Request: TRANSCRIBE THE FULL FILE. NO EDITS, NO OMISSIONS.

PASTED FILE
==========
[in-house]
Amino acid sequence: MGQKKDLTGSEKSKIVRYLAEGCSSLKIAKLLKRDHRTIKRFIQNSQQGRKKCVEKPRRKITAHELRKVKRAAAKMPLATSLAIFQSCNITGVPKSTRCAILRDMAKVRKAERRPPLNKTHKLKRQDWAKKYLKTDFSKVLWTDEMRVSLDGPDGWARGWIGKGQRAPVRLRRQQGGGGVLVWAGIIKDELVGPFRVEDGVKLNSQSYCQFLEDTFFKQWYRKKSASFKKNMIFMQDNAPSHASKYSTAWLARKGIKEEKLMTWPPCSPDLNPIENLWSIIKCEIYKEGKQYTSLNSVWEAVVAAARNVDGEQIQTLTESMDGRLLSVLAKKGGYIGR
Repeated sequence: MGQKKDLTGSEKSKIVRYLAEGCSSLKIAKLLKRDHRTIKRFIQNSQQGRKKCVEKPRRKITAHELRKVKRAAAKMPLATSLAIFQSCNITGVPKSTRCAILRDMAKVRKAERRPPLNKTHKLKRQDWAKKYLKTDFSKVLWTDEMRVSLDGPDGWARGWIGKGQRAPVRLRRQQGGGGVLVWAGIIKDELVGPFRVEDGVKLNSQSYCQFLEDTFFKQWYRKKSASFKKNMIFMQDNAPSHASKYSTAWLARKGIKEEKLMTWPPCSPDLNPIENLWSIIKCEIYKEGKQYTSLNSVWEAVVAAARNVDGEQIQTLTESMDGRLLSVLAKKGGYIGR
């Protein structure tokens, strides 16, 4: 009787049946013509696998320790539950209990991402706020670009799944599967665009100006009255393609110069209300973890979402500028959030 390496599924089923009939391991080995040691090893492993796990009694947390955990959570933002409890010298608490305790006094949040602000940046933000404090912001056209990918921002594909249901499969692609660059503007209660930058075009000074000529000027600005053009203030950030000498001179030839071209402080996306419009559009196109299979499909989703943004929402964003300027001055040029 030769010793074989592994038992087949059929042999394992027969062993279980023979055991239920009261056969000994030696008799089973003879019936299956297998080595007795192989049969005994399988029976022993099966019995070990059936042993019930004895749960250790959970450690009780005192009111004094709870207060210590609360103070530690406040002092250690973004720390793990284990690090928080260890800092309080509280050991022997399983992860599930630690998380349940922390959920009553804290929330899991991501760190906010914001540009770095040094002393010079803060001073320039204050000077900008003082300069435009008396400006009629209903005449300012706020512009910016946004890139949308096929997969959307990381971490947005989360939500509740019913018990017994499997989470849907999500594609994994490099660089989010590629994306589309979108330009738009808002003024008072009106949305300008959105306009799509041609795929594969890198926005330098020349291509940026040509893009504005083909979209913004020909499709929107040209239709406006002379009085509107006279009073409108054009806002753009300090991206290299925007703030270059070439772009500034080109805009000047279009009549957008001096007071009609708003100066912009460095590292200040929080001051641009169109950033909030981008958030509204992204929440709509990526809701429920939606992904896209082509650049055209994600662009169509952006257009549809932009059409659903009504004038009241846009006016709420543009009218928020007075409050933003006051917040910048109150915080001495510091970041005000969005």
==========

[in-house]
Amino acid sequence: MGQKKDLTGSEKSKIVRYLAEGCSSLKIAKLLKRDHRTIKRFIQNSQQGRKKCVEKPRRKITAHELRKVKRAAAKMPLATSLAIFQSCNITGVPKSTRCAILRDMAKVRKAERRPPLNKTHKLKRQDWAKKYLKTDFSKVLWTDEMRVSLDGPDGWARGWIGKGQRAPVRLRRQQGGGGVLVWAGIIKDELVGPFRVEDGVKLNSQSYCQFLEDTFFKQWYRKKSASFKKNMIFMQDNAPSHASKYSTAWLARKGIKEEKLMTWPPCSPDLNPIENLWSIIKCEIYKEGKQYTSLNSVWEAVVAAARNVDGEQIQTLTESMDGRLLSVLAKKGGYIGR
Repeated sequence: MGQKKDLTGSEKSKIVRYLAEGCSSLKIAKLLKRDHRTIKRFIQNSQQGRKKCVEKPRRKITAHELRKVKRAAAKMPLATSLAIFQSCNITGVPKSTRCAILRDMAKVRKAERRPPLNKTHKLKRQDWAKKYLKTDFSKVLWTDEMRVSLDGPDGWARGWIGKGQRAPVRLRRQQGGGGVLVWAGIIKDELVGPFRVEDGVKLNSQSYCQFLEDTFFKQWYRKKSASFKKNMIFMQDNAPSHASKYSTAWLARKGIKEEKLMTWPPCSPDLNPIENLWSIIKCEIYKEGKQYTSLNSVWEAVVAAARNVDGEQIQTLTESMDGRLLSVLAKKGGYIGR
């Protein structure tokens, strides 16, 4: 009787049946013509696998320790539950209990991402706020670009799944599967665009100006009255393609110069209300973890979402500028959030 390496599924089923009939391991080995040691090893492993796990009694947390955990959570933002409890010298608490305790006094949040602000940046933000404090912001056209990918921002594909249901499969692609660059503007209660930058075009000074000529000027600005053009203030950030000498001179030839071209402080996306419009559009196109299979499909989703943004929402964003300027001055040029 030769010793074989592994038992087949059929042999394992027969062993279980023979055991239920009261056969000994030696008799089973003879019936299956297998080595007795192989049969005994399988029976022993099966019995070990059936042993019930004895749960250790959970450690009780005192009111004094709870207060210590609360103070530690406040002092250690973004720390793990284990690090928080260890800092309080509280050991022997399983992860599930630690998380349940922390959920009553804290929330899991991501760190906010914001540009770095040094002393010079803060001073320039204050000077900008003082300069435009008396400006009629209903005449300012706020512009910016946004890139949308096929997969959307990381971490947005989360939500509740019913018990017994499997989470849907999500594609994994490099660089989010590629994306589309979108330009738009808002003024008072009106949305300008959105306009799509041609795929594969890198926005330098020349291509940026040509893009504005083909979209913004020909499709929107040209239709406006002379009085509107006279009073409108054009806002753009300090991206290299925007703030270059070439772009500034080109805009000047279009009549957008001096007071009609708003100066912009460095590292200040929080001051641009169109950033909030981008958030509204992204929440709509990526809701429920939606992904896209082509650049055209994600662009169509952006257009549809932009059409659903009504004038009241846009006016709420543009009218928020007075409050933003006051917040910048109150915080001495510091970041005000969005």